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University of Texas Health Science Center Tests Psilocybin for Treatment-Resistant Depression



University of Texas Health Science Center Tests Psilocybin for Treatment-Resistant Depression

The University of Texas Health News reported that the university’s Health Sciences Center is studying the psychedelic drug called psilocybin. The drug is recognized for its potential ability to rewire the brain. The study, which is part of Phase II clinical trial, focuses on the drug’s potential to relieve depression that is resistant to other drug treatments.

Sudhakar Selvaraj, MD, and PhD, who is an assistant professor of the Faillace Department of Psychiatry and Behavioral Sciences at UT Health McGovern Medical School, shared with UT Health News that the substance may be able to alter perception, thinking, and cognition, and if the therapy works, it could help provide people with relief from depression.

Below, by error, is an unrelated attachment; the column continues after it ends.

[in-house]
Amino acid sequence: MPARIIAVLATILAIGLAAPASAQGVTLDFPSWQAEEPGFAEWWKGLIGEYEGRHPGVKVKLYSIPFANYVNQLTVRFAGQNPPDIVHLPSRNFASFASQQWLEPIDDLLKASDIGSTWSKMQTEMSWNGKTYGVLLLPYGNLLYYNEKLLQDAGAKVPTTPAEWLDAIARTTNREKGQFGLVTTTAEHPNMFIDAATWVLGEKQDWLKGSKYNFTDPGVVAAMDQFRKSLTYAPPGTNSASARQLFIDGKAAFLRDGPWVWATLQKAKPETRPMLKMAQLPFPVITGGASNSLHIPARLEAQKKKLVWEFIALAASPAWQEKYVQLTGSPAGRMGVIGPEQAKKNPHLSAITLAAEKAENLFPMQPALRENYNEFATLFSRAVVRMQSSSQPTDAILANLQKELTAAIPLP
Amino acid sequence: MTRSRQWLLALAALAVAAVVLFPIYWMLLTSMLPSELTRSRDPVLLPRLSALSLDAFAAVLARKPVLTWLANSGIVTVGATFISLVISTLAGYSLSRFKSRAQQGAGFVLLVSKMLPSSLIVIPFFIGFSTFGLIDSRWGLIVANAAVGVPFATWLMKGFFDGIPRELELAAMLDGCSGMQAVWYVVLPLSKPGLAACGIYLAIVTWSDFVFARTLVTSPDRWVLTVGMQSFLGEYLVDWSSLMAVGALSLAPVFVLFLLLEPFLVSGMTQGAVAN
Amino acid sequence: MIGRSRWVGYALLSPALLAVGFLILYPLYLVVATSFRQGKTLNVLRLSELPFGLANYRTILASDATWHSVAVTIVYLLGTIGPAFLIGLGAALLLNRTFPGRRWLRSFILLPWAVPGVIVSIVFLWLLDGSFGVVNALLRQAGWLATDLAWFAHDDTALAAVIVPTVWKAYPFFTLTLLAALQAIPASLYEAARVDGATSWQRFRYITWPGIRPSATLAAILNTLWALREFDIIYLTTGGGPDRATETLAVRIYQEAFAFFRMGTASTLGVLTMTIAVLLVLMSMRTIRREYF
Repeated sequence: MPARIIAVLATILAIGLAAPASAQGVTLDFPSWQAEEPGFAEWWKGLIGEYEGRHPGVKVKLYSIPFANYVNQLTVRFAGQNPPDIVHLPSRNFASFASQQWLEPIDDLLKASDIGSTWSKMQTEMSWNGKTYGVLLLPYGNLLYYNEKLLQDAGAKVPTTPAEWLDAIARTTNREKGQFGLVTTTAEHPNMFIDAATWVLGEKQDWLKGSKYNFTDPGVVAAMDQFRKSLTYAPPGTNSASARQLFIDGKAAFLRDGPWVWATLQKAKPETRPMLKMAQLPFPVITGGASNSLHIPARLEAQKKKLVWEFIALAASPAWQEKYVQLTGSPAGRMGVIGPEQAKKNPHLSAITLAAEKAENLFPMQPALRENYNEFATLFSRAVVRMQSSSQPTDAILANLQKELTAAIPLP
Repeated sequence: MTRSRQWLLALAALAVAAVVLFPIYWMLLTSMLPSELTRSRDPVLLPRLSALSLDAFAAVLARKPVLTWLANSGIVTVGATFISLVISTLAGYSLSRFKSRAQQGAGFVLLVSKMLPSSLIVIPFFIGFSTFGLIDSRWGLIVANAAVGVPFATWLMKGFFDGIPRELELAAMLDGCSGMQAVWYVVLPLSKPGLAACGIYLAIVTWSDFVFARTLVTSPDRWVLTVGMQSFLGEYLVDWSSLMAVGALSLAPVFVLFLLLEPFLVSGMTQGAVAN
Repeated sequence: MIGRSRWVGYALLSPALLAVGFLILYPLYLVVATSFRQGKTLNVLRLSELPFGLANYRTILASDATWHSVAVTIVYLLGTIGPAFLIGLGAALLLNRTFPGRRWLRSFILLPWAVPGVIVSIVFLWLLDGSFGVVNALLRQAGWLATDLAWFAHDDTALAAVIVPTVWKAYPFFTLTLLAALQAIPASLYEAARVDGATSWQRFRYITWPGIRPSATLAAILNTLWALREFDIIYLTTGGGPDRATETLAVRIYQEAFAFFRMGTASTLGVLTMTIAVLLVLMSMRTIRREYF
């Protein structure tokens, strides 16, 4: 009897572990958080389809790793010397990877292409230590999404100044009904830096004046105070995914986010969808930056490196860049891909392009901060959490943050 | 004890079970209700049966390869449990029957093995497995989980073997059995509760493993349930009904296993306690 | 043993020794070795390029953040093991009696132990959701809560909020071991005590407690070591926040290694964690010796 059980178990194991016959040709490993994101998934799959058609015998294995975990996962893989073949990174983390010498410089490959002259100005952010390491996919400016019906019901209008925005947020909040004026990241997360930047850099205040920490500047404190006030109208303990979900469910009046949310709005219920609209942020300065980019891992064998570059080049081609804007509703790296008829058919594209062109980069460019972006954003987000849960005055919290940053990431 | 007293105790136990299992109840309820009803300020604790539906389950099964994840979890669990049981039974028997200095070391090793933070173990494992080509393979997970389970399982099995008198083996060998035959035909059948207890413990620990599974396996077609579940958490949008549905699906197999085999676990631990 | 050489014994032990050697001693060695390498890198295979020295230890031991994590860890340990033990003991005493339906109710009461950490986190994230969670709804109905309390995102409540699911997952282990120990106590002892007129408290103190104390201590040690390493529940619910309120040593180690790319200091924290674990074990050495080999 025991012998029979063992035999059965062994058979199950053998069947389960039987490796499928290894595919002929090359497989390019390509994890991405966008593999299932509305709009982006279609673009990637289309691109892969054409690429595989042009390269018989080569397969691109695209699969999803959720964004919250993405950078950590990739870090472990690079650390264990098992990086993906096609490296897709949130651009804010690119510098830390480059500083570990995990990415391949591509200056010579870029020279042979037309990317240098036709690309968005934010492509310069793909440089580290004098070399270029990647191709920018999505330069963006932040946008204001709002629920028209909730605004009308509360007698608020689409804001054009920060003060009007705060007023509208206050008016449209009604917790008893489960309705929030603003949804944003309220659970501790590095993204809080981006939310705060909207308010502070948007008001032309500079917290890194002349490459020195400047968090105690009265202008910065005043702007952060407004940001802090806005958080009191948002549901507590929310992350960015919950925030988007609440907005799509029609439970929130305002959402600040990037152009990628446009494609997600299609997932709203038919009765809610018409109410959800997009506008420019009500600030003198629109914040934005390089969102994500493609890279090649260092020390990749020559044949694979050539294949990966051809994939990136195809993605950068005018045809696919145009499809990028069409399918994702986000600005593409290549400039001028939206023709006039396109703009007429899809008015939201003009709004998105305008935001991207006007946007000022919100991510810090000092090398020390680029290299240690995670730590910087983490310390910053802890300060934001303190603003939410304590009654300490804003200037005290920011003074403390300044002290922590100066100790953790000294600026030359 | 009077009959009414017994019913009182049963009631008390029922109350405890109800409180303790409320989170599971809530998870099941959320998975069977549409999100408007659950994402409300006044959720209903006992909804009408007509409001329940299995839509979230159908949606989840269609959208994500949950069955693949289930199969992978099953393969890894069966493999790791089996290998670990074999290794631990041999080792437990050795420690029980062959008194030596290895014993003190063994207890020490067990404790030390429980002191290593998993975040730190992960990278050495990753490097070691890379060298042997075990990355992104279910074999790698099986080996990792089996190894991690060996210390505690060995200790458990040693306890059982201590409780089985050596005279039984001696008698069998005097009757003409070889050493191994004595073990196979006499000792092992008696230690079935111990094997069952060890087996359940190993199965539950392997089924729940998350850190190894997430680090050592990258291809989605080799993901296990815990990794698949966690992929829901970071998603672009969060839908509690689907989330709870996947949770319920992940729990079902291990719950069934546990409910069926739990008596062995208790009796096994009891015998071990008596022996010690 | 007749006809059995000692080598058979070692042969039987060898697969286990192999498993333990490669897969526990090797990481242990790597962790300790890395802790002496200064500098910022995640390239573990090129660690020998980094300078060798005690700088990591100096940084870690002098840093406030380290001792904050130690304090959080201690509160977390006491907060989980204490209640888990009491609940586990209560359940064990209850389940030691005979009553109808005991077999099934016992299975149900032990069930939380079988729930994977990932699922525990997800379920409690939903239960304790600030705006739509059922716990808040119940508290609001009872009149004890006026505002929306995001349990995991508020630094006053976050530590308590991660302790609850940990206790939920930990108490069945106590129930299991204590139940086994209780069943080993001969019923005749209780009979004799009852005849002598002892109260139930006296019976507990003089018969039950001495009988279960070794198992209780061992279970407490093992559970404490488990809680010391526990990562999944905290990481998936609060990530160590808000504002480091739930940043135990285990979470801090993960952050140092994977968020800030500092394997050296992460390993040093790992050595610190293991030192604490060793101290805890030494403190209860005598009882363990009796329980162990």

This is not the first study of its kind. Another study, conducted in 2012, looked at the correlation between psychedelic state and psilocybin. The study determined, in part, that there may be an unconstrained style of cognition due to psilocybin.

The FDA has also been looking at the substance as a potential treatment option for depression, according to a report by Healthline. For example, COMPASS Pathways has received breakthrough therapy designation for the substance by the FDA for the study of the substance’s potential treatment of depression that is resistant to drugs. According to the press release announcing the study, the FDA designates the therapy as such if preliminary clinical evidence shows that it may lead to a substantial improvement over the current therapies available.

Tracy Cheung, COMPASS Pathway’s communication director, shared in the Healthline report that the early studies concerning psilocybin therapy indicate that it may provide an immediate and continued mitigation of depression after just one treatment. As for the effects, they have been described as a rebooting of the mind that leads to new connections that could have been the cause of depression.

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